Benefortin can have some side effects although these are usually mild and temporary. Benefortin can cause fatigue and lethargy in dogs and occasionally vomiting, diarrhoea, lethargy and anorexia in cats. If you see any of these effects from Benefortin then contact your vet for advice. Benefortin should not be used in animals under 2.5kg and its safety has not been established in breeding animals so should be avoided in pregnant or lactating animals.
Further Information about dosage and administration of Benefortin
Cats: The daily dose of Benefortin for cats is 0.5mg benazepril/kg bodyweight per day. The table below shows the dose of Benefortin needed by different sized cats
The total daily dose of Benefortin is given once daily by mouth. Benefortin can be given with or without food and the tablets are scored so that they can be easily divided into halves. Remaining half tablet should be used within two days.
Frequently asked Questions
Q1- What is Benefortin?
A1- Benefortin is a drug which contains the active ingredient benazepril, an angiontensin converting enzyme inhibitor (ACEI)
Q2- What is Benefortin used for?
A2- Benefortin is used to manage Congestive Heart Failure in dogs and chronic kidney disease in cats.
Q3- How is Benefortin given?
A3- Benefortin comes as tablets and is given orally, with or without food.
Q4- Can Benefortin tablets be broken?
A4- Yes, Benefortin tablets are scored so they can be easily divided into halves.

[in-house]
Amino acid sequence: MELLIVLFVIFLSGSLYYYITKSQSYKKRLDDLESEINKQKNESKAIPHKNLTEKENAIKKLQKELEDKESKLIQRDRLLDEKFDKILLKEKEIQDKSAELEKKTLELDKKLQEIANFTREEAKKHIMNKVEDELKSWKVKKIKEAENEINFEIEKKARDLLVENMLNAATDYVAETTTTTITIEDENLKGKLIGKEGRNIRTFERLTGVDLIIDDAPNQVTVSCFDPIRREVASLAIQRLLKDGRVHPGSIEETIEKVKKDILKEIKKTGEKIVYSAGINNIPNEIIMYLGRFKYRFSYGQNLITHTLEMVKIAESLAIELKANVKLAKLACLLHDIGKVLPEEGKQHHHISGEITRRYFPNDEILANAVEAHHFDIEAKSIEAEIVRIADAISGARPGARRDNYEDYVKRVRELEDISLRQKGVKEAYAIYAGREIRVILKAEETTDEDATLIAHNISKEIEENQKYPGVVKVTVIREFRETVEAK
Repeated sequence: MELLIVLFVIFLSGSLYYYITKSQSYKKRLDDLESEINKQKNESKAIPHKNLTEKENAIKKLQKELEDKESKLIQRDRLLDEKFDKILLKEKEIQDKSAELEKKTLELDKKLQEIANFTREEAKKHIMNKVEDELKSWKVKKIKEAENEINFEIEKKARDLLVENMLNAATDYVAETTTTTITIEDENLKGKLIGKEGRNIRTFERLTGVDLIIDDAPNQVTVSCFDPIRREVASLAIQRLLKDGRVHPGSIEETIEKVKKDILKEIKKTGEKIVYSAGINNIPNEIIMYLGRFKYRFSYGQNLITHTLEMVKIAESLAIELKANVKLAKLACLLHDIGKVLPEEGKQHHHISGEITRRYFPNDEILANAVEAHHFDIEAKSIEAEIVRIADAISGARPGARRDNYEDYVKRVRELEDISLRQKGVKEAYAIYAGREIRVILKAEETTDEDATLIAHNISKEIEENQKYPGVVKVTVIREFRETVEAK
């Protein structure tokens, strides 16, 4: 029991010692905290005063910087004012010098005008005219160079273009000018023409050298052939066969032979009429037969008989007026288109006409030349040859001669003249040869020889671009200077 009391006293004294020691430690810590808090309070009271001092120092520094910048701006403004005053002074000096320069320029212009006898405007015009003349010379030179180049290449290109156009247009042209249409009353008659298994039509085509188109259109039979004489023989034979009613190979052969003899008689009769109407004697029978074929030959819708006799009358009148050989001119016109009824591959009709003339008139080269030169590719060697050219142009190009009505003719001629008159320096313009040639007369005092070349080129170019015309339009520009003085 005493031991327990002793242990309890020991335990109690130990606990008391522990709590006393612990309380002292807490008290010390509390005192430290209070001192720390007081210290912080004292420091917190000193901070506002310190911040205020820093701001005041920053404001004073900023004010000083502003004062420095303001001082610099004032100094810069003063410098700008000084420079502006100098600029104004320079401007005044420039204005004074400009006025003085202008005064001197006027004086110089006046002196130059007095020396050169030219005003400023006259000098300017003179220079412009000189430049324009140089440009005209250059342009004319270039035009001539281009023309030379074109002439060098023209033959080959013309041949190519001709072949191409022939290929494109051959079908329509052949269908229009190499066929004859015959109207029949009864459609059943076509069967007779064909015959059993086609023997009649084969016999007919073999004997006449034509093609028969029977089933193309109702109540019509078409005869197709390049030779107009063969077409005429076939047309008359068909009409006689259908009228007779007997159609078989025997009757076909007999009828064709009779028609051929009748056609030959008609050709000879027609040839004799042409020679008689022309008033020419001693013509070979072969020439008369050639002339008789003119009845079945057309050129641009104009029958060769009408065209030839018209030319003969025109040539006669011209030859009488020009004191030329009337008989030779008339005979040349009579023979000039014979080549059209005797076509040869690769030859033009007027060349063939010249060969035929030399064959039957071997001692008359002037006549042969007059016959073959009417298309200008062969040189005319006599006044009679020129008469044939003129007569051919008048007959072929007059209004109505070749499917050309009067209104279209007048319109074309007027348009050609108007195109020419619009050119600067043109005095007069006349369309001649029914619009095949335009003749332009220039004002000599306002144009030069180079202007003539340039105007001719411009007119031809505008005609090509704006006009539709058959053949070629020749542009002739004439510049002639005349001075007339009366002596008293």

Q5- How long will my pet have to take Benefortin for?
A5-Treatment with Benefortin is usually lifelong.
Q6- Am I likely to see any side effects from Benefortin?
A6- Benefortin is generally very safe but it may cause lethargy, vomiting, diarrhoea or anorexia. If you see any side effects then contact your vet for advice.
Q7- My dog has got hold of the box of Benefortin and eaten several tablets. Will this cause any problems?
A7- Benefortin has been shown to be safe at several times the normal dose but an overdose can lower blood pressure causing weakness and lethargy. Contact your vet for advice.
Q8- My dog seems to be getting worse despite Benefortin, should I increase the dose?
A8- The dose can be increased in severe cases but this should only be done under guidance from your vet.
Q9- Will my pet need regular checks whilst taking Benefortin?
A9- Yes. Your pets’ condition will need to be closely monitored and this may include blood tests. The exact frequency of checks will be determined by your vet.